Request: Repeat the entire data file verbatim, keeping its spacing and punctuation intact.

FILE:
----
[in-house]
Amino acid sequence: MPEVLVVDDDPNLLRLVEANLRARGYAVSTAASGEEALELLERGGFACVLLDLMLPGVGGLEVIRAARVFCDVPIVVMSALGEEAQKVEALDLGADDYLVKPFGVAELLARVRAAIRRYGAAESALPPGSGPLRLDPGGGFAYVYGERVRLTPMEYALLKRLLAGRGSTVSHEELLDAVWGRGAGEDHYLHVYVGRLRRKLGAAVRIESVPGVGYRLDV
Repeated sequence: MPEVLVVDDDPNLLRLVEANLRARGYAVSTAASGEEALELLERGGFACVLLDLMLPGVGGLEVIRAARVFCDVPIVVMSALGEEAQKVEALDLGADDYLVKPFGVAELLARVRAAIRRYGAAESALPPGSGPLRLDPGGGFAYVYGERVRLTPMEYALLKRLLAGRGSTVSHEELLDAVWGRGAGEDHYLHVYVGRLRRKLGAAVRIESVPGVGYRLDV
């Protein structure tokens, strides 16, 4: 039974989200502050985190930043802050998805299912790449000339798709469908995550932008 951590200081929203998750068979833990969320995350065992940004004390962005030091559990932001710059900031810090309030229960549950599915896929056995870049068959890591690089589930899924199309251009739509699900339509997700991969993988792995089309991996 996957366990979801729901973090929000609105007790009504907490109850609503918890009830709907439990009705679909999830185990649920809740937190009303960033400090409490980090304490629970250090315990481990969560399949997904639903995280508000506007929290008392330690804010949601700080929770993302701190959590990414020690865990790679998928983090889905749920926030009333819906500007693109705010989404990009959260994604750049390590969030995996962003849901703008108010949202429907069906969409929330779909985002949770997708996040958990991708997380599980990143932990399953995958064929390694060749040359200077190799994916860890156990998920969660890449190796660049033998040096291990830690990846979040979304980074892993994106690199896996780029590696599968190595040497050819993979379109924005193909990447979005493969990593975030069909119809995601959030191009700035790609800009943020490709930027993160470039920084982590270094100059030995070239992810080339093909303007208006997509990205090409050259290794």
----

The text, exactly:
[in-house]
Amino acid sequence: MPEVLVVDDDPNLLRLVEANLRARGYAVSTAASGEEALELLERGGFACVLLDLMLPGVGGLEVIRAARVFCDVPIVVMSALGEEAQKVEALDLGADDYLVKPFGVAELLARVRAAIRRYGAAESALPPGSGPLRLDPGGGFAYVYGERVRLTPMEYALLKRLLAGRGSTVSHEELLDAVWGRGAGEDHYLHVYVGRLRRKLGAAVRIESVPGVGYRLDV
Repeated sequence: MPEVLVVDDDPNLLRLVEANLRARGYAVSTAASGEEALELLERGGFACVLLDLMLPGVGGLEVIRAARVFCDVPIVVMSALGEEAQKVEALDLGADDYLVKPFGVAELLARVRAAIRRYGAAESALPPGSGPLRLDPGGGFAYVYGERVRLTPMEYALLKRLLAGRGSTVSHEELLDAVWGRGAGEDHYLHVYVGRLRRKLGAAVRIESVPGVGYRLDV
């Protein structure tokens, strides 16, 4: 039974989200502050985190930043802050998805299912790449000339798709469908995550932008 951590200081929203998750068979833990969320995350065992940004004390962005030091559990932001710059900031810090309030229960549950599915896929056995870049068959890591690089589930899924199309251009739509699900339509997700991969993988792995089309991996 996957366990979801729901973090929000609105007790009504907490109850609503918890009830709907439990009705679909999830185990649920809740937190009303960033400090409490980090304490629970250090315990481990969560399949997904639903995280508000506007929290008392330690804010949601700080929770993302701190959590990414020690865990790679998928983090889905749920926030009333819906500007693109705010989404990009959260994604750049390590969030995996962003849901703008108010949202429907069906969409929330779909985002949770997708996040958990991708997380599980990143932990399953995958064929390694060749040359200077190799994916860890156990998920969660890449190796660049033998040096291990830690990846979040979304980074892993994106690199896996780029590696599968190595040497050819993979379109924005193909990447979005493969990593975030069909119809995601959030191009700035790609800009943020490709930027993160470039920084982590270094100059030995070239992810080339093909303007208006997509990205090409050259290794």